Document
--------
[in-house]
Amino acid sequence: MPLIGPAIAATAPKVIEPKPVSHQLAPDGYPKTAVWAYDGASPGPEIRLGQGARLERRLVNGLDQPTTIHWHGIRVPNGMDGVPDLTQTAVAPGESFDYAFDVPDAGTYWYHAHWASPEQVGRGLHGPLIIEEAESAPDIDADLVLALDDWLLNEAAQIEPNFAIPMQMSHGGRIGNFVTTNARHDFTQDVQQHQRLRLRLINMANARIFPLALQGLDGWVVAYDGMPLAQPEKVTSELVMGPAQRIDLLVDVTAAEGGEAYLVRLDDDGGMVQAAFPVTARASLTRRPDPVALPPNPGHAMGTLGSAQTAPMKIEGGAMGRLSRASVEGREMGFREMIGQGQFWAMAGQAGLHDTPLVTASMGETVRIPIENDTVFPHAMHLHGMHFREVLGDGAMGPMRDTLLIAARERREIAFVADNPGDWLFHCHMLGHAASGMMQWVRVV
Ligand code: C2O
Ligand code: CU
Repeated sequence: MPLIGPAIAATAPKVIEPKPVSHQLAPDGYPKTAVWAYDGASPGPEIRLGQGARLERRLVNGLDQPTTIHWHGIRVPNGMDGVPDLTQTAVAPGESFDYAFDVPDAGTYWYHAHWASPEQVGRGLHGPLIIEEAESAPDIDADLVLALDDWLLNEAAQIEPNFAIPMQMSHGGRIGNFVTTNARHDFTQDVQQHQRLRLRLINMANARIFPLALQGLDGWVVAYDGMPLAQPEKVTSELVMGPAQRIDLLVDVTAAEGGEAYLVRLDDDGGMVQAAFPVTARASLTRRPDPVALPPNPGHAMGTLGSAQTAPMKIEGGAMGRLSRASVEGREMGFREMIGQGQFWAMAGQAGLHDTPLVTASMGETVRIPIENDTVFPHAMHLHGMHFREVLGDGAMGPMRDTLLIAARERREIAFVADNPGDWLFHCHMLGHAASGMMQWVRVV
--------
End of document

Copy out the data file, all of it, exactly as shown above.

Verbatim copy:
[in-house]
Amino acid sequence: MPLIGPAIAATAPKVIEPKPVSHQLAPDGYPKTAVWAYDGASPGPEIRLGQGARLERRLVNGLDQPTTIHWHGIRVPNGMDGVPDLTQTAVAPGESFDYAFDVPDAGTYWYHAHWASPEQVGRGLHGPLIIEEAESAPDIDADLVLALDDWLLNEAAQIEPNFAIPMQMSHGGRIGNFVTTNARHDFTQDVQQHQRLRLRLINMANARIFPLALQGLDGWVVAYDGMPLAQPEKVTSELVMGPAQRIDLLVDVTAAEGGEAYLVRLDDDGGMVQAAFPVTARASLTRRPDPVALPPNPGHAMGTLGSAQTAPMKIEGGAMGRLSRASVEGREMGFREMIGQGQFWAMAGQAGLHDTPLVTASMGETVRIPIENDTVFPHAMHLHGMHFREVLGDGAMGPMRDTLLIAARERREIAFVADNPGDWLFHCHMLGHAASGMMQWVRVV
Ligand code: C2O
Ligand code: CU
Repeated sequence: MPLIGPAIAATAPKVIEPKPVSHQLAPDGYPKTAVWAYDGASPGPEIRLGQGARLERRLVNGLDQPTTIHWHGIRVPNGMDGVPDLTQTAVAPGESFDYAFDVPDAGTYWYHAHWASPEQVGRGLHGPLIIEEAESAPDIDADLVLALDDWLLNEAAQIEPNFAIPMQMSHGGRIGNFVTTNARHDFTQDVQQHQRLRLRLINMANARIFPLALQGLDGWVVAYDGMPLAQPEKVTSELVMGPAQRIDLLVDVTAAEGGEAYLVRLDDDGGMVQAAFPVTARASLTRRPDPVALPPNPGHAMGTLGSAQTAPMKIEGGAMGRLSRASVEGREMGFREMIGQGQFWAMAGQAGLHDTPLVTASMGETVRIPIENDTVFPHAMHLHGMHFREVLGDGAMGPMRDTLLIAARERREIAFVADNPGDWLFHCHMLGHAASGMMQWVRVV